The ♥Q will then provide a parking place for your diamond loser. The same deceptive play may gain in this situation too: ♠9 ♥974 ♦A963 ♣ 10 9 8 5 4 ♠ A Q 10 ♥ A J 10 5 3 ♦K5 ♣Q73 N W S E ♠KJ86543 ♥Q8 ♦QJ7 ♣A ♠72 ♥K62 ♦ 10 8 4 2 ♣KJ62 Once more you are in 6♠ and West leads the ♣10 covered by the queen. do you think. Suppose you are East here: 50 • Deceptive Card Play . As you see. thinking that he can cash the ♣J. Note that it would not be a good idea to draw trumps before playing on hearts. you run the ♥Q to East’s king. none of these chances materializes. There are some legitimate chances. when you play a trump to the queen and lead a low heart? East will surely jump in with the ace. West might then have a chance to signal for a diamond switch. The chances are that he will try to cash a club trick rather than find the killing diamond switch. king and ace. Try playing the queen of clubs from dummy at Trick 1! East covers with the king and you take the ace. You could try to squeeze a defender who holds five diamonds along with either the ♣K or four hearts. try to give the impression that you are about to take a finesse against a lesser honor.You play in 6♠ and West leads the ♣10. However. At Trick 2. Phantom finesses If you want to encourage a defender to duck an ace. you can keep all but one of those options alive while greatly increasing the chance of a defender erring. You can play for East to hold the ♥A not more than twice guarded. What will happen.

Only if he manages to do this. expecting the jack to be run to partner’s queen. will declarer have to guess the heart position to make his contract. Declarer can count eight top tricks. If East plays the ♥A. was it? Ah. or even thinks about doing so. West leads the ♠5. East must play low without giving away possession of the ace.Creating a Losing Option • 51 . Playing low smoothly was not such a tough defense for East to find.♥ J 10 5 N W S E ♥A763 How would you defend when declarer leads the jack from dummy? Usually you will play low. and declarer captures the queen with his ace. That would be the correct move if the full deal looked like this: ♠J9653 ♥Q92 ♦3 ♣ K 10 5 4 ♠72 ♥ J 10 5 ♦KQ5 ♣A8762 N W S E ♠AK ♥K84 ♦AJ972 ♣J93 ♠ Q 10 8 4 ♥A763 ♦ 10 8 6 4 ♣Q South opens a strong notrump. and North raises to game. declarer will have no guess to take and the contract will be made. so he needs one heart trick to bring his total to nine. but perhaps the actual hand was: Chapter 4 . Suppose he crosses to dummy with the ♦K and leads the ♥J at Trick 3.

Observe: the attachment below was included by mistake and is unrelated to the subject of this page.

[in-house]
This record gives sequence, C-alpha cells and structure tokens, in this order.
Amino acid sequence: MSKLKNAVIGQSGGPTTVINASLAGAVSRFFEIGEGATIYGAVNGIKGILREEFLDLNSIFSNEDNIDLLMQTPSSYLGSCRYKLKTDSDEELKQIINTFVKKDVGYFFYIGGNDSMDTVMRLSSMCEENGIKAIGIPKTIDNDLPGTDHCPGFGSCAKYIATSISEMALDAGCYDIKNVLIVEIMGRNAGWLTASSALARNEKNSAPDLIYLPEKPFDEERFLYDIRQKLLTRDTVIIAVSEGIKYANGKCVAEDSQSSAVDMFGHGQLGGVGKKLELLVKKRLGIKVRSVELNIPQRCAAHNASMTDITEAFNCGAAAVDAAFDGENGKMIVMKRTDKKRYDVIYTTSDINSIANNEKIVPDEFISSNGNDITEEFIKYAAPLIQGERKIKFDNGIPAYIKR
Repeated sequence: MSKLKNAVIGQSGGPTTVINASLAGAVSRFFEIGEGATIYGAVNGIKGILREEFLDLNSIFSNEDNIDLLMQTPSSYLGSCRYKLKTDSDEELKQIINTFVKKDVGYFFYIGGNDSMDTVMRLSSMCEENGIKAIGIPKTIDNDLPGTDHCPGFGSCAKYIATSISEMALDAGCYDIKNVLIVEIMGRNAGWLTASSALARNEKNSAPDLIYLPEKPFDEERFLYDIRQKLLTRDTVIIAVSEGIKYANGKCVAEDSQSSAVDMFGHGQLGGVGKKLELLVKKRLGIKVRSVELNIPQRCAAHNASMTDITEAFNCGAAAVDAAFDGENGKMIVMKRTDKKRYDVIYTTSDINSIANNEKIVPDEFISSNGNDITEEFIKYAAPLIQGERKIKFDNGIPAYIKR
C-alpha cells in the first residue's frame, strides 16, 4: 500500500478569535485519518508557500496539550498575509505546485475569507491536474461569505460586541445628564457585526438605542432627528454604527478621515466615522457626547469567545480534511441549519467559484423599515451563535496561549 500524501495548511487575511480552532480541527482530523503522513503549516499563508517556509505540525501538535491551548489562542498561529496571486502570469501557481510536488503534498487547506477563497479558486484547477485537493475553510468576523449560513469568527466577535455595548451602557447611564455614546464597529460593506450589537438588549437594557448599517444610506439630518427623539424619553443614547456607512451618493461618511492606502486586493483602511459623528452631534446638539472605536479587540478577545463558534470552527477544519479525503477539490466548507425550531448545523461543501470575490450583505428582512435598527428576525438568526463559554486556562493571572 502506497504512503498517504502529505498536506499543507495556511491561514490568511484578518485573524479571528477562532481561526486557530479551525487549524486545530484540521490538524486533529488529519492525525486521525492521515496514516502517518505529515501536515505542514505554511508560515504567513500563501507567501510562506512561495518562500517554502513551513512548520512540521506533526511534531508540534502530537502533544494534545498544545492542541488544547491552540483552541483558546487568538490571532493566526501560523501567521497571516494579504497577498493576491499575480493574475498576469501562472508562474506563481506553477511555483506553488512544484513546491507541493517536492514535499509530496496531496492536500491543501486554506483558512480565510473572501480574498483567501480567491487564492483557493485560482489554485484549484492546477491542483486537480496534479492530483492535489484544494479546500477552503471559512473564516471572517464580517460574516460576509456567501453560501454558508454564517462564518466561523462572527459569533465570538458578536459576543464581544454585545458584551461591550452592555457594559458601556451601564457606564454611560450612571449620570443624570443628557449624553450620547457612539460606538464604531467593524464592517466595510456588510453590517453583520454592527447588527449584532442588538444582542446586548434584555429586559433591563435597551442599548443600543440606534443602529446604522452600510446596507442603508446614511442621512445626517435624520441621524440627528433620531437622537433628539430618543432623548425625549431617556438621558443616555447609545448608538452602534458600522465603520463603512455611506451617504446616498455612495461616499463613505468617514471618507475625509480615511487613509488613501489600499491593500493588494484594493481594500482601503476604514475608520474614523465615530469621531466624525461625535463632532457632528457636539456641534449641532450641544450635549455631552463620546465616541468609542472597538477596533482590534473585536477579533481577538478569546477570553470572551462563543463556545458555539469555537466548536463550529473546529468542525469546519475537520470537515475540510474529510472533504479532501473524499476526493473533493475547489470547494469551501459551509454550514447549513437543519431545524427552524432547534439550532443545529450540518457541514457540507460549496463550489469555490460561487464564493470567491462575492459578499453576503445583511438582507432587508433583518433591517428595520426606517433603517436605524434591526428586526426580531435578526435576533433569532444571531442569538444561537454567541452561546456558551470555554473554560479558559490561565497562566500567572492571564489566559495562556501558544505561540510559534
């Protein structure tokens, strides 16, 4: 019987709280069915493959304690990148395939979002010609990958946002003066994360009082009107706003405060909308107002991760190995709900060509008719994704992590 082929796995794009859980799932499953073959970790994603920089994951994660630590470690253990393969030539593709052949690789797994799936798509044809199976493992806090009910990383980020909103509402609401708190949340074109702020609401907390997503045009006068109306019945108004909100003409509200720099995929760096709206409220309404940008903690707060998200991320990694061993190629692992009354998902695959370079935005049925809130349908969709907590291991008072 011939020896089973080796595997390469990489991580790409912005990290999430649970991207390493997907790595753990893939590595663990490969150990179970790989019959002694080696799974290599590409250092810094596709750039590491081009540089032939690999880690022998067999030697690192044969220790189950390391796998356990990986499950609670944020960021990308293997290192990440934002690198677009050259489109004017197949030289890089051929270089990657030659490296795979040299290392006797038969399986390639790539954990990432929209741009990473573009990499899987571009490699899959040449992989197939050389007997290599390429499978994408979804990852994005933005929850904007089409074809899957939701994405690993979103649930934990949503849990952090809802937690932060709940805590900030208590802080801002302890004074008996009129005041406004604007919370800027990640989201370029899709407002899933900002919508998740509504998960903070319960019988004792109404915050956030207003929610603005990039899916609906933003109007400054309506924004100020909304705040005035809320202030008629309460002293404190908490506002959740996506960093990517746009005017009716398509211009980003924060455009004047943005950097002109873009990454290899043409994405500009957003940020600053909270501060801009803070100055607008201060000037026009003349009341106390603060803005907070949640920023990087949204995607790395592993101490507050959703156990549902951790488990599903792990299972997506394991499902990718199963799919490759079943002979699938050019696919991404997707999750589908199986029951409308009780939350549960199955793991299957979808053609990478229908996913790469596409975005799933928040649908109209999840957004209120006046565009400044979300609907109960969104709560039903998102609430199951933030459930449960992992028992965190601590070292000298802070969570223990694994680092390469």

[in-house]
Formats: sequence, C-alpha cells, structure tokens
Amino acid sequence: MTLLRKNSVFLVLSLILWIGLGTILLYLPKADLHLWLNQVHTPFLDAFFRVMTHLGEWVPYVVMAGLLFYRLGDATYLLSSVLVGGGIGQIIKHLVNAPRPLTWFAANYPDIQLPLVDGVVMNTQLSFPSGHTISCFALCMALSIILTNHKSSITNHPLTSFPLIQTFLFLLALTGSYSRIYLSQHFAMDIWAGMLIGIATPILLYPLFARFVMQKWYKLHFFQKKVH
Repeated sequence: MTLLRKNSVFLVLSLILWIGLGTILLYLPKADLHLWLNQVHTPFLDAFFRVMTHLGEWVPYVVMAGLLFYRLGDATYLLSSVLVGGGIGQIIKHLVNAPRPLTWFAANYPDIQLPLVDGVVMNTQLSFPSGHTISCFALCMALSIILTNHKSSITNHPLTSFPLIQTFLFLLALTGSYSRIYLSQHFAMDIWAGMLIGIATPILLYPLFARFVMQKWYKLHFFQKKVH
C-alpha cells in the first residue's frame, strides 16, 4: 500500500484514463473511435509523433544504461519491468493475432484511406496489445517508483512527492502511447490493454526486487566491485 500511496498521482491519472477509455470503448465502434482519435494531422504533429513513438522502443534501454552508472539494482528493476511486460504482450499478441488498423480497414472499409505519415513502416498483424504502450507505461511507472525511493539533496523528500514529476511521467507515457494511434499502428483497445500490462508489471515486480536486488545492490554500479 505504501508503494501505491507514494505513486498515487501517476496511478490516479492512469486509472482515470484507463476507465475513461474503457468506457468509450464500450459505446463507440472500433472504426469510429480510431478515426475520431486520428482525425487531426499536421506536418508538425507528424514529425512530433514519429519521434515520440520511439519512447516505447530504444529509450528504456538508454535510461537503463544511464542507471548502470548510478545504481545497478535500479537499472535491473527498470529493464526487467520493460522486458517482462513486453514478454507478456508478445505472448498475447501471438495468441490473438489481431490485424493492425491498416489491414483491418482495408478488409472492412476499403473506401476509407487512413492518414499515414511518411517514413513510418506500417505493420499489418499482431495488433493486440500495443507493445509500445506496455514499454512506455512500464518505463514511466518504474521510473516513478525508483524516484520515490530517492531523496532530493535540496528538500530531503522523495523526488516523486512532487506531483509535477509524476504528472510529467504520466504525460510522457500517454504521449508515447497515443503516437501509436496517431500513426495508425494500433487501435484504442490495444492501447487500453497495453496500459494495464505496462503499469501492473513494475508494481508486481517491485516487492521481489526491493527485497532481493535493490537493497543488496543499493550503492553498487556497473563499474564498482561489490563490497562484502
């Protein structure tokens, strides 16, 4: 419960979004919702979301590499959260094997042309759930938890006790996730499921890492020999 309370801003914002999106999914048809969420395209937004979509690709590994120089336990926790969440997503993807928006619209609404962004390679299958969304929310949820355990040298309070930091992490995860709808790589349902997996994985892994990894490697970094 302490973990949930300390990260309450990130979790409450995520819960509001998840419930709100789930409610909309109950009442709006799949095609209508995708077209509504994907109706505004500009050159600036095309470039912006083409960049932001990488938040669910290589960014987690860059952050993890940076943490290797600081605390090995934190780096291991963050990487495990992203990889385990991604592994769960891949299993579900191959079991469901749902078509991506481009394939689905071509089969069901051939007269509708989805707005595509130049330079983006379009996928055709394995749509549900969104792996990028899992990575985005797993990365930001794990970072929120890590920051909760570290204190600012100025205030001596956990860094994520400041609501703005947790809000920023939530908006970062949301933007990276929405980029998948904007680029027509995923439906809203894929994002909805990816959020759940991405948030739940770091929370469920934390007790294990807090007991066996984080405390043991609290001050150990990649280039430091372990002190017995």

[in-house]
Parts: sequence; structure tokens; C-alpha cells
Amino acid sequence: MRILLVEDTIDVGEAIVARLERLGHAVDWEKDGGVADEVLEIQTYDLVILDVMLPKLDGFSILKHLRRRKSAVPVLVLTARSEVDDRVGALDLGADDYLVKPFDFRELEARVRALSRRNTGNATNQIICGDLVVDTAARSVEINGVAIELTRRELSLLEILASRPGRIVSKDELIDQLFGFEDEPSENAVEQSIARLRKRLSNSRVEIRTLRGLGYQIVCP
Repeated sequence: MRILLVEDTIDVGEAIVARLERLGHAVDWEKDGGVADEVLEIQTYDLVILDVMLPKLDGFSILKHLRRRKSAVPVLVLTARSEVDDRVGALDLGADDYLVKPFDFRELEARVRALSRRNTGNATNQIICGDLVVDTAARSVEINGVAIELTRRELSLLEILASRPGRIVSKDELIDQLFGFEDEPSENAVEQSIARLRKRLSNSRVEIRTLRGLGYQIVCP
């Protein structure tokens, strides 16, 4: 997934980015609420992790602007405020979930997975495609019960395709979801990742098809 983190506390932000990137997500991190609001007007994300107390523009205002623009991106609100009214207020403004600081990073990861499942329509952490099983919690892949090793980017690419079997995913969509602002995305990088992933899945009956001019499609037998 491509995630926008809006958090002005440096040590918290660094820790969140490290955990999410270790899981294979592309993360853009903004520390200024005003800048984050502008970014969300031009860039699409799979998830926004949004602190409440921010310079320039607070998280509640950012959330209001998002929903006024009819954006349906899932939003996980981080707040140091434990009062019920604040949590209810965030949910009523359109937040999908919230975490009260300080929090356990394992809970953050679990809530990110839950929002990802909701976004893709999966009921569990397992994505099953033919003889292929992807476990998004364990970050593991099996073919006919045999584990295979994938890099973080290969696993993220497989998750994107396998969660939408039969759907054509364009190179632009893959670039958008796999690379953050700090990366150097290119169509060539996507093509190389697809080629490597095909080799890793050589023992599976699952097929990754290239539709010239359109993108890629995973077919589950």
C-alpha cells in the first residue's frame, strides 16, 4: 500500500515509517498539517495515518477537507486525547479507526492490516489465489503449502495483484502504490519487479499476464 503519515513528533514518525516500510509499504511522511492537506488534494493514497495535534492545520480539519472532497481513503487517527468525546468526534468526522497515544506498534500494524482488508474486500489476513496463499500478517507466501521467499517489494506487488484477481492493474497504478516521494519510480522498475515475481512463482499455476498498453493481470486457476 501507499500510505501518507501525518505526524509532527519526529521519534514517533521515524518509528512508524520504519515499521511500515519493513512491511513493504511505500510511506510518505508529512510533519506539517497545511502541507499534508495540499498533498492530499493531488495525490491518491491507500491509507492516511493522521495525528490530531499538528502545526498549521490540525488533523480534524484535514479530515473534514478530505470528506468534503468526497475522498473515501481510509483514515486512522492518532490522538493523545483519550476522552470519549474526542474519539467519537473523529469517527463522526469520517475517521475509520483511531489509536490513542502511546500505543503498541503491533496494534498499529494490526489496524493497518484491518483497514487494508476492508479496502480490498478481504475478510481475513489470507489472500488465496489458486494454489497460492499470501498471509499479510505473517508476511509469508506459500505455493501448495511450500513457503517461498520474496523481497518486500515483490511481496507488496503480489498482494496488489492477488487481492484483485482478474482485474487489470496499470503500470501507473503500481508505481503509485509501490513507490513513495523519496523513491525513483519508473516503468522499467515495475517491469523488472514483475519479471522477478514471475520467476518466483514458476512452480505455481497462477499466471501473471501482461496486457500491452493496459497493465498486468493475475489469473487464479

With one spade trick in the bag.♠A6 ♥K84 ♦AJ972 ♣K93 Declarer would play in exactly the same way! This time. expecting you to run the jack to his partner’s presumed queen. West will usually play low instinctively. The phantom finesse can be effective here. Even the best of defenders will go astray if you put them under pressure in this way. you will switch to a different suit. try leading the jack from your hand. though. Pseudo-finesses In the previous section. there is no guess involved. scoring a ninth trick with the ♥K before the defenders realize what is happening. There is also considerable scope for deception when a finesse position exists but you have no intention of taking it. we saw how you could dupe a defender into thinking you were taking a finesse when one did not exist. his plan is to slip past East’s ♥A. Defenders are conditioned to ‘cover an honor with an honor’. 52 • Deceptive Card Play . establishing the tricks you need for the contact. Declarer cannot afford West to hold the ace of hearts because he knows the defenders will cash at least four spade tricks. too: ♠K97 ♠A65 N W S E ♠KJ953 ♥Q92 ♦3 ♣ J 10 5 4 ♠72 ♥ J 10 5 ♦KQ5 ♣A8762 N W S E ♠ Q 10 8 4 ♥A763 ♦ 10 8 6 4 ♣Q ♠8432 ♠ Q J 10 If you need to score just one spade trick without losing the lead. With the spade suit wide open. Try to put them to the decision before they have much general information about the hand.

of course. However. Opponents do not defend perfectly on every hand. Consider this trump suit: ♥ 10 3 ♥K N W S E ♥QJ95 ♥A87642 Essentially. leading the ten from dummy might tempt East into an indiscretion. you can turn this natural reflex to your advantage. East should not cover the jack. declarer will score four tricks from the suit. When this possibility can be Chapter 4 .That’s because it is technically necessary in positions like this: ♠Q73 ♠ 10 8 6 N W S E ♠K54 ♠AJ92 If the queen is led from dummy and East does not cover. Here is a similar position: ♦J653 ♦K N W S E ♦ Q 10 8 ♦A9742 Aiming for just one loser. As declarer. you need a 3-2 heart break in order to limit your losers to two. If he makes the mistake of covering the ten. (An untutored East might cover also from K-Q-9-5 or K-J-9-5. it will cost him a trick. They will make even more mistakes if you just give them a chance. the normal play is to cash the ace first (gaining when East has a singleton honor). but that does not mean that he won’t.Creating a Losing Option • 53 . Covering the queen with the king promotes a spade trick for West’s ten.) Here is another example: ♦J653 ♦— N W S E ♦ Q 10 8 ♦AK9742 It costs nothing to lead the jack from dummy.